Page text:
🚚 The Price of Tomorrow: Brace for Impacts of the Imminent Global 🏛 Carbon Tax on Greenhouse Emissions 🌬
What is the carbon tax? When is it coming to my country? What will my company have to pay? Lot of questions, Atlas Capital's team researched and answers them for you today!
Google became carbon neutral in 2007. Netflix pledged to do so in 2022. Facebook, Apple, and Amazon in 2040. Nestle and Coca-Cola in 2050. “Carbon neutrality” is the new buzzword huge companies are throwing around. While carbon neutrality has to do with sustainability, it has more to do with the economic advantages of companies. To understand this phenomenon, we first have to understand carbon pricing, then we will look at how it is implemented today, learning that there are actually different shades of this new tax, and lastly what is the timeline of implementation of these new Carbon Taxes around the world.
🚚 What is the Carbon Tax and why should I care about it?
The biggest problem in economics is “externalities”. Externalities are consequences of actions that are not factored into the cost. An example is carbon emissions from a factory that harms the whole community. A carbon tax is one way to deal with the externality of carbon produced by companies. It is also a way to achieve net-zero emission in 2050. Carbon tax, which also applies to other greenhouse gases, is levied on carbon from fossil fuels consumption and industrial operations that a company is involved in. Currently, there are two schemes for carbon pricing: a carbon tax and Emissions Trading Schemes (ETS). Some countries have both carbon tax and ETS schemes in place such as Sweden while others only have one as shown in the map below. A carbon tax is a tax put on emissions one company produces. Thus, the company can produce any amount of emissions as long as it is willing to pay for the tax. The UK has a tax of 21 pounds per tonnes of emissions. ETS is a cap-and-trade scheme, which sets the limit on carbon emissions for companies. If companies exceed the limit, they can buy allowances from other companies that do not reach the limit of emissions. The price per tonnes of emissions will be determined by the market. A carbon tax for the EU is 82 Euros per tonnes (as of 20 January 2022), a 50 Euros increase from a year ago. The price is projected to be rapidly increasing due to the net-zero goal set for all companies in 2050. This is a large business opportunity for companies that achieve carbon neutrality first. When that is achieved, companies can sell carbon allocations as well as be at the head of the adoption curve.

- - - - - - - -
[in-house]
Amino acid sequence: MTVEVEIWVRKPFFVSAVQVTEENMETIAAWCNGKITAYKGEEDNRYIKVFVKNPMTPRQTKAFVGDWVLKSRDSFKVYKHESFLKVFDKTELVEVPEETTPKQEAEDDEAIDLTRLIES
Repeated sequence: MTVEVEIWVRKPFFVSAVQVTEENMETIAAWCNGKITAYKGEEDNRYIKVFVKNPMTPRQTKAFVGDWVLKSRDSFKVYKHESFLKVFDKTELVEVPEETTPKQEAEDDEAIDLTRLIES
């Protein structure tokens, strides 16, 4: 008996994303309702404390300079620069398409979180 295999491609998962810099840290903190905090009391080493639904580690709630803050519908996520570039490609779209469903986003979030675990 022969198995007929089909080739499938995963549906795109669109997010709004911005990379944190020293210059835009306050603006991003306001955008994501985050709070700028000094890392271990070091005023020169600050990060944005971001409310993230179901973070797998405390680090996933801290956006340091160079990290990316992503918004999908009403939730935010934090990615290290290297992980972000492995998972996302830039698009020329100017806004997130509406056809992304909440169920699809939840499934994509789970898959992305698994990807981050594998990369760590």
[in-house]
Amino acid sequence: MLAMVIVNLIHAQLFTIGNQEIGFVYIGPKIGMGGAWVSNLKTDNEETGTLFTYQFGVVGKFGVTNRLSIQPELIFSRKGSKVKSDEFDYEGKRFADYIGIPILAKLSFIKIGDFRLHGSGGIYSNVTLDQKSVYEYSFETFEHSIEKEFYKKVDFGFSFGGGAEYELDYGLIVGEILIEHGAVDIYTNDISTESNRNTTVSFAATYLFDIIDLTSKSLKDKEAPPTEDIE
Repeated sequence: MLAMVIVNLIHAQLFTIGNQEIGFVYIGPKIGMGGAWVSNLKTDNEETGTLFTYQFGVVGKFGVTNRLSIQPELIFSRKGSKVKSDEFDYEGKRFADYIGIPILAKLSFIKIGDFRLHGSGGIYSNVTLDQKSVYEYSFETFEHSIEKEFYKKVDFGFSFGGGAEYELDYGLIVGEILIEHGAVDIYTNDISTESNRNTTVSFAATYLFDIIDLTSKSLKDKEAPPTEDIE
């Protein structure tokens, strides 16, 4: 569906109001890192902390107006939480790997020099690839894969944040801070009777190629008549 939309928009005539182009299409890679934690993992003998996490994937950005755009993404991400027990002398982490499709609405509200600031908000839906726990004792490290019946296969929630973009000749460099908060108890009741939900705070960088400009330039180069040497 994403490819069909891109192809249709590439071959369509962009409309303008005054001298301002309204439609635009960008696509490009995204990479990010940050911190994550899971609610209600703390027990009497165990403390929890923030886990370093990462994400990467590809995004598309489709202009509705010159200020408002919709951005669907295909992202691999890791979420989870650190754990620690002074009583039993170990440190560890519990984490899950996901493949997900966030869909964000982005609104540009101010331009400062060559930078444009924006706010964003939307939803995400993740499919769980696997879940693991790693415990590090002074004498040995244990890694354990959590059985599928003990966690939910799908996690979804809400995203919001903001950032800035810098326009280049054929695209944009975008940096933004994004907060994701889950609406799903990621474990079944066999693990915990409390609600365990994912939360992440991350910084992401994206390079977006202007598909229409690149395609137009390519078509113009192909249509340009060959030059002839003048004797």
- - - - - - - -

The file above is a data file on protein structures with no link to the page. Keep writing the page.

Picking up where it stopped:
🏛 How is the carbon tax working today?
Companies can become carbon neutral either by eliminating emissions from production or by removing as much emission from the atmosphere as they produce. For the first method, a business can opt for renewable energy as most emissions come from the use of energy from the combustion of fossil fuels. This demand for renewable energy creates a wave of new start-ups such as Solar AI and Intelcy, which aim to make renewable energy cheaper and more efficient. For the second method, there are two ways to do so: nature-based carbon capture and direct air capture. Nature-based solutions have more to do with conservation efforts, such as regenerating forests and boosting carbon uptake in rocks or in the oceans. Direct air capture requires chemical processes to capture carbon dioxide and reuse them in manufacturing or trapping them in porous rocks. Direct air capture is a more sought-after method due to the cheaper investment and long-run benefits. Certain startups, such as Noya Labs and Running Tide, are coming up with innovative ideas to make carbon capture cheaper.
For instance, Apple is launching many initiatives to become carbon neutral. First, it is encouraging its suppliers to transit from non-renewable energy sources to renewable energy sources. For example, Solvay, a large supplier for Apple, utilizes many plans to become carbon neutral. First, it invests in renewable energy in regions where renewable sources are sufficient. When this is not possible, it purchases Renewable Energy Certificates (RECs), which are certificates that a renewable energy supplier can sell to companies when it delivers electricity to the power grid. The owners of the certificates can then claim that their energy sources are green. In total, this effort will add 9 gigawatts of clean energy to Apple operations. It also launches a campaign to encourage the usage of recycled materials, such as gold and cobalt, in Apple products. This has reduced the carbon footprint in iPhone 13 Pro by 11 percent and in Macbook Pro-16 inch (2021) by 8 percent. Furthermore, it is also offsetting its carbon footprint by launching campaigns in developing nations, which will reduce carbon emissions. One such example bringing renewable energy to over 3,500 households that previously lacked access in South Africa. By doing so, Apple can claim that it has achieved carbon neutrality. Read more about Apple’s effort here.